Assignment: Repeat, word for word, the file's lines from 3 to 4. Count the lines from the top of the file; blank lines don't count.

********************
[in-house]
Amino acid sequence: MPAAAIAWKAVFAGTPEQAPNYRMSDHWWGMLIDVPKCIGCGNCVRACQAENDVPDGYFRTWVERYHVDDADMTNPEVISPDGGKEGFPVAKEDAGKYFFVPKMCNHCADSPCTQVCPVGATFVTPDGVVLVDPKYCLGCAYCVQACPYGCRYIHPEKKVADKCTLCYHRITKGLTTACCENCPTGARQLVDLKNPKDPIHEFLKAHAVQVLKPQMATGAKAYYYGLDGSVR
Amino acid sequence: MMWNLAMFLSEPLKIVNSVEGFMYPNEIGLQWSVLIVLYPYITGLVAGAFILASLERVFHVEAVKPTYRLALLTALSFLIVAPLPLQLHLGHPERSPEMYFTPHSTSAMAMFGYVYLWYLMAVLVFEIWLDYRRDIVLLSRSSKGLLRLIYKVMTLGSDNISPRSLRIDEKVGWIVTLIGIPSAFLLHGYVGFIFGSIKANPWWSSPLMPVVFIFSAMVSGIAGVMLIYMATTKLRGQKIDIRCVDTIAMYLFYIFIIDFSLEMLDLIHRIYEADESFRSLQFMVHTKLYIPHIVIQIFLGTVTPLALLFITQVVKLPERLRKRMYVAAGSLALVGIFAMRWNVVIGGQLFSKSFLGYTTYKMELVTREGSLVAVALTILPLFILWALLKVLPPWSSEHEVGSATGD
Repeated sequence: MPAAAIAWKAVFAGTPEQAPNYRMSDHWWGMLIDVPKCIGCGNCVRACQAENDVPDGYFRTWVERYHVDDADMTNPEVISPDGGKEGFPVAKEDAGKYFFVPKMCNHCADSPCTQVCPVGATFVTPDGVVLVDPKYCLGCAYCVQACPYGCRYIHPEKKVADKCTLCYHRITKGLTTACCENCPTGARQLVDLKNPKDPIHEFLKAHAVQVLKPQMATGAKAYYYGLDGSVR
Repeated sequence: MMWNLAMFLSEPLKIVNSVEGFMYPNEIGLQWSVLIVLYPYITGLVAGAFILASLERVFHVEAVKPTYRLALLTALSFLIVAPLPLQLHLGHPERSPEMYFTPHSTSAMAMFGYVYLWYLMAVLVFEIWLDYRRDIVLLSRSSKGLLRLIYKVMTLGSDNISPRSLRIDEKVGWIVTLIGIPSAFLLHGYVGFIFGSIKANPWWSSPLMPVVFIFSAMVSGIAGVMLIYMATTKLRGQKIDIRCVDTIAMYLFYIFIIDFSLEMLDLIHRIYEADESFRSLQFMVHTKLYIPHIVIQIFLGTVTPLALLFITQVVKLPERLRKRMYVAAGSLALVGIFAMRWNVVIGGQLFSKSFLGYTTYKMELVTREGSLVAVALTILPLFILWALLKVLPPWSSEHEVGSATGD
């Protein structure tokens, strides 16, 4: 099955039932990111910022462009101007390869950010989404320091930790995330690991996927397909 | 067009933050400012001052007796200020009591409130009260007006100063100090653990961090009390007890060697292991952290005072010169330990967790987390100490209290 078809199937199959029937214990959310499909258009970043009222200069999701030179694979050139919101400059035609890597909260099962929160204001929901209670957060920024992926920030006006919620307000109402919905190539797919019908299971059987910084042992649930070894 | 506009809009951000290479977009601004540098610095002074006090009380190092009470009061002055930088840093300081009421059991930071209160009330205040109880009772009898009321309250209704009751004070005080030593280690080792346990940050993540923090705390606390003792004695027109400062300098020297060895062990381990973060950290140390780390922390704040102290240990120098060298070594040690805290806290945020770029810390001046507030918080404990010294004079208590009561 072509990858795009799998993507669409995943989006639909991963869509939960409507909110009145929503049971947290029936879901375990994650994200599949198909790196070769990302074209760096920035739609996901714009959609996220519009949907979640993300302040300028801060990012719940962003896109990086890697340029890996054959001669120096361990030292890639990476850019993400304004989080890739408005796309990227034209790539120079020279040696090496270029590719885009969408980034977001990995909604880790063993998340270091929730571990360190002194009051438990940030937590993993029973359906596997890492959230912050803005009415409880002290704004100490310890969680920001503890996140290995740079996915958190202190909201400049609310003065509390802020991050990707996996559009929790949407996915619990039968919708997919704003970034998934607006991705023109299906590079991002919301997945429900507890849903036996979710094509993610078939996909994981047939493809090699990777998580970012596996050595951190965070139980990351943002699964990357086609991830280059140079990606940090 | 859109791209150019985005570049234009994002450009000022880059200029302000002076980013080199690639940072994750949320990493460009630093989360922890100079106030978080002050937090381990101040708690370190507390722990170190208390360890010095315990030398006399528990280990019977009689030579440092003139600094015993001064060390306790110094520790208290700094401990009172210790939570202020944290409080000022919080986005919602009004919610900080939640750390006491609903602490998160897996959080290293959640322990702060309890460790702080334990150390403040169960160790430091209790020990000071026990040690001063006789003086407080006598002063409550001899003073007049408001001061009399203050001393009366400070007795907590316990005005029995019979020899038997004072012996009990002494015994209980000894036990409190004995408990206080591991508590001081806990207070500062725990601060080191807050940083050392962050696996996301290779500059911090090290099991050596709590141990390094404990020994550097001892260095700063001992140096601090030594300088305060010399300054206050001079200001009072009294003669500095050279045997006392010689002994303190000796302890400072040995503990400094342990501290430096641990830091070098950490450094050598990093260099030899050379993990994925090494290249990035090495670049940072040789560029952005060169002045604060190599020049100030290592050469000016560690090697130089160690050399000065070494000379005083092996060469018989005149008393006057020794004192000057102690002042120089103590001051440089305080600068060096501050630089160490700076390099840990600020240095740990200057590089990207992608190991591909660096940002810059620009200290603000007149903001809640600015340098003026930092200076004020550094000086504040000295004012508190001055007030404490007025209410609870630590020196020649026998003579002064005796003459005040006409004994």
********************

Amino acid sequence: MMWNLAMFLSEPLKIVNSVEGFMYPNEIGLQWSVLIVLYPYITGLVAGAFILASLERVFHVEAVKPTYRLALLTALSFLIVAPLPLQLHLGHPERSPEMYFTPHSTSAMAMFGYVYLWYLMAVLVFEIWLDYRRDIVLLSRSSKGLLRLIYKVMTLGSDNISPRSLRIDEKVGWIVTLIGIPSAFLLHGYVGFIFGSIKANPWWSSPLMPVVFIFSAMVSGIAGVMLIYMATTKLRGQKIDIRCVDTIAMYLFYIFIIDFSLEMLDLIHRIYEADESFRSLQFMVHTKLYIPHIVIQIFLGTVTPLALLFITQVVKLPERLRKRMYVAAGSLALVGIFAMRWNVVIGGQLFSKSFLGYTTYKMELVTREGSLVAVALTILPLFILWALLKVLPPWSSEHEVGSATGD
Repeated sequence: MPAAAIAWKAVFAGTPEQAPNYRMSDHWWGMLIDVPKCIGCGNCVRACQAENDVPDGYFRTWVERYHVDDADMTNPEVISPDGGKEGFPVAKEDAGKYFFVPKMCNHCADSPCTQVCPVGATFVTPDGVVLVDPKYCLGCAYCVQACPYGCRYIHPEKKVADKCTLCYHRITKGLTTACCENCPTGARQLVDLKNPKDPIHEFLKAHAVQVLKPQMATGAKAYYYGLDGSVR